Guillermo del Toro, filmmaker

Technological savvy will carry storytellers into the future.

Guillermo del toro is an anomaly in today's Hollywood. Thanks to a combination of perseverance, talent and a little luck, the Mexico native has fashioned a career directing studio tentpole movies like 2004's "Hellboy" and independent Spanish-language dramas like 2001's "The Devil's Backbone" that feature fantastic twists. His latest feature, Picturehouse's planned December release "Pan's Labyrinth," falls squarely in the latter camp. The story of a girl who imagines herself away from post-civil war Spain to an alternate world of her creation, the film debuted at May's Festival de Cannes to considerable acclaim from critics and fans and is emerging as an Oscar contender in the foreign-language category. Sharing his perspective as a bilingual filmmaker who is equally comfortable working inside the parameters of the studio system and in the international indie arena, del Toro spoke recently with The Hollywood Reporter's Gina McIntyre about the industry's increasing globalization and how technology will influence storytelling.

The Hollywood Reporter: So many groundbreaking advances take place within the
special-effects realm each year. How do you see effects evolving within storytelling?
Guillermo del Toro: One of the things I've been impressed with lately is that there are great artists popping up in Eastern Europe, in India (and) in Russia that can do the effects work for less money but, more importantly, with a less-hindered structure. It's all about the human touch for me. I think that, technologically, there will be better writing of code, and there will be better physics programs or development of fur. But what I find more important is the fact that people with a lot of creativity are being born into this field -- you're seeing kids that are half the age of the people who started the business doing things that are twice as creative. I also like the fact that filmmakers who normally don't get involved in those aspects are getting involved with them as creative tools.

THR: Which filmmakers would you say are doing the most groundbreaking work?
Del Toro: (James) Cameron. Every time Cameron comes into the field, he pushes the envelope five or 10 years, and then we all ride on his shoulders. There are other great filmmakers who use it but very few who really push it (forward). Cameron is in the trenches, digging -- I look up to him.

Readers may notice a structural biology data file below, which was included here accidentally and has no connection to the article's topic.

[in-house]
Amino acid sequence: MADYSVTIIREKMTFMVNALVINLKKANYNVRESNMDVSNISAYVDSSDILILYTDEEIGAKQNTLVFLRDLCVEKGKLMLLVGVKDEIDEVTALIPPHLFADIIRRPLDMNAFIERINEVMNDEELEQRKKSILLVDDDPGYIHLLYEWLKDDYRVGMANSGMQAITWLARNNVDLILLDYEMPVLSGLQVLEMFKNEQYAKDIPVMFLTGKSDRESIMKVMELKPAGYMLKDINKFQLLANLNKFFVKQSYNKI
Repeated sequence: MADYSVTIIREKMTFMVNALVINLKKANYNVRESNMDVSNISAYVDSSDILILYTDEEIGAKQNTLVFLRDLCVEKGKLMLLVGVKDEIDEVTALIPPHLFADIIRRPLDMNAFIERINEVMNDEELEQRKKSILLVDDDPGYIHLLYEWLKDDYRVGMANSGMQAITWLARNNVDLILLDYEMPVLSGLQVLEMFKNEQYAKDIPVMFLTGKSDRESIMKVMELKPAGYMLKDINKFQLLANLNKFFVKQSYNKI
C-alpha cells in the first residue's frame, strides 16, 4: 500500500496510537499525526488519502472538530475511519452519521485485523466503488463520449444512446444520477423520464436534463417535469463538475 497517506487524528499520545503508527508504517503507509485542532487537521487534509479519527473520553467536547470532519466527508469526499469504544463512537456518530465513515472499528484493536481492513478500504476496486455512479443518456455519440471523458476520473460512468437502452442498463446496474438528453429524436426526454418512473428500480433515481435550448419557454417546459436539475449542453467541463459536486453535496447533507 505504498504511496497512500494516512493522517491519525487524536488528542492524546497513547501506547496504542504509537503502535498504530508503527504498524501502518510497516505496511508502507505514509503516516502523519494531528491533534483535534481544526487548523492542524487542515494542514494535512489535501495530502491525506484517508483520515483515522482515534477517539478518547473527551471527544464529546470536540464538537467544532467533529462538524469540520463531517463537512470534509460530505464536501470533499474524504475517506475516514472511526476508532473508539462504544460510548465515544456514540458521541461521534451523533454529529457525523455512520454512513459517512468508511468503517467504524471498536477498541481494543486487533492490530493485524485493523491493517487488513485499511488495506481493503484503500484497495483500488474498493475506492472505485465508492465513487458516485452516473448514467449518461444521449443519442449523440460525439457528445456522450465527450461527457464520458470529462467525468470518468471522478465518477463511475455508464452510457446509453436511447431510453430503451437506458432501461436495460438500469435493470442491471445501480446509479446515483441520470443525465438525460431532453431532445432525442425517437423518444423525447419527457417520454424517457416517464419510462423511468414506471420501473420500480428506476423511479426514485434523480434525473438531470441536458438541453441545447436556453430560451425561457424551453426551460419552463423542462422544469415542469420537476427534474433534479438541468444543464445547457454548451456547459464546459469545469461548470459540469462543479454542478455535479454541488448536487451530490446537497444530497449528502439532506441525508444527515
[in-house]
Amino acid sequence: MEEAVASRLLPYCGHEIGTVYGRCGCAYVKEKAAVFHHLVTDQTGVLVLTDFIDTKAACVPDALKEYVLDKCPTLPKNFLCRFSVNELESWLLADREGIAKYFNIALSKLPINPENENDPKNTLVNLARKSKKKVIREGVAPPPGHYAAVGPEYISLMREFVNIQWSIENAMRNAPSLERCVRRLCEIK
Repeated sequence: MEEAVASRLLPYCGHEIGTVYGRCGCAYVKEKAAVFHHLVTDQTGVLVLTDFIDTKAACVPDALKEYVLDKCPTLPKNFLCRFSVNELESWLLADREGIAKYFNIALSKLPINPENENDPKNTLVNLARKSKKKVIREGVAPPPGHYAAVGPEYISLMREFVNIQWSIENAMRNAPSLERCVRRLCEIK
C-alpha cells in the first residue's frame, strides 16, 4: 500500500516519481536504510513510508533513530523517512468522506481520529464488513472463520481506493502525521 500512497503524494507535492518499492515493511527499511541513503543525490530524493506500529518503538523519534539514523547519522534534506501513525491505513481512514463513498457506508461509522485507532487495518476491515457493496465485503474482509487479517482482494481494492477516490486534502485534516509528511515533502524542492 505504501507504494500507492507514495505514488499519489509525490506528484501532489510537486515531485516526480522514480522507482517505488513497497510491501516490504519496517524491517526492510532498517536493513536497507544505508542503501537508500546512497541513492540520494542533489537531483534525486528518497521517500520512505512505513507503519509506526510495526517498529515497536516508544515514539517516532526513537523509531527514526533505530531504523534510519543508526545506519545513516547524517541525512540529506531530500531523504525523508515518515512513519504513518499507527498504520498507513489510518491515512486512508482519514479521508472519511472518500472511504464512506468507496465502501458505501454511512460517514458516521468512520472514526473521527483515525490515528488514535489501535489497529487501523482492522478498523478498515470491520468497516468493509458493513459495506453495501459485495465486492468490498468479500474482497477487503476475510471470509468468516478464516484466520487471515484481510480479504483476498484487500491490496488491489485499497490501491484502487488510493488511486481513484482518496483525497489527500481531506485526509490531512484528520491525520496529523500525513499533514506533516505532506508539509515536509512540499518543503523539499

THR: As a director who has made films for English- and Spanish-speaking audiences, would you say more opportunities now exist for foreign films to be seen in the U.S.?
Del Toro: There seems to be. I think that it is a strange time for the foreign-film market: Movies either come out and go away really fast -- and they go to crowd the aisles in the DVD section -- or they become huge, great hits that go beyond what normally would be the art house market. It's a very valuable time for cinema right now: You're having to deal with new forms of watching it -- what with iPods and (PlayStation Portables) and downloading and (YouTube.com) and so many (other) things that are impacting the way we deal with cinema -- some of which make it more disposable, strangely enough, but some of them that make it more personal. We are right now, I think, in midflux of a new way of watching cinema and a new way of telling stories. I believe that the medium will change more in the next 10 years than in the first 1,000.

THR: What specific changes do you foresee?
Del Toro: I think that it's going to become a single-platform entertainment system in the next 10 years, where every single form of storytelling is going to blend into one. I believe that it will be somewhere between a director having narrative control and the player being able to affect the outcome of the stories. I believe that it will be that and, on the other hand, very accessible, very complete in terms of audio and video platform at the home system.

THR: Do you have reservations about viewers gaining control of your narratives?
Del Toro: You will still have a lot of control, but the pattern of the story is going to need to be calculated in a lot more divergences. There will not be one single outcome; there will be several outcomes. There will be no single conundrum or conflict; there will be several -- but to master this narrative, it will require filmmakers to learn everything there is to learn from platforms like video games and television. I think that it's going to become a multidisciplinary narrative; it's a daunting but very interesting challenge. I can see not all the way to the horizon, but I can see at least where the next corner or two are going to turn. I think that any one of us that is interested in remaining somewhat relevant in the narrative of the future needs to learn those platforms.
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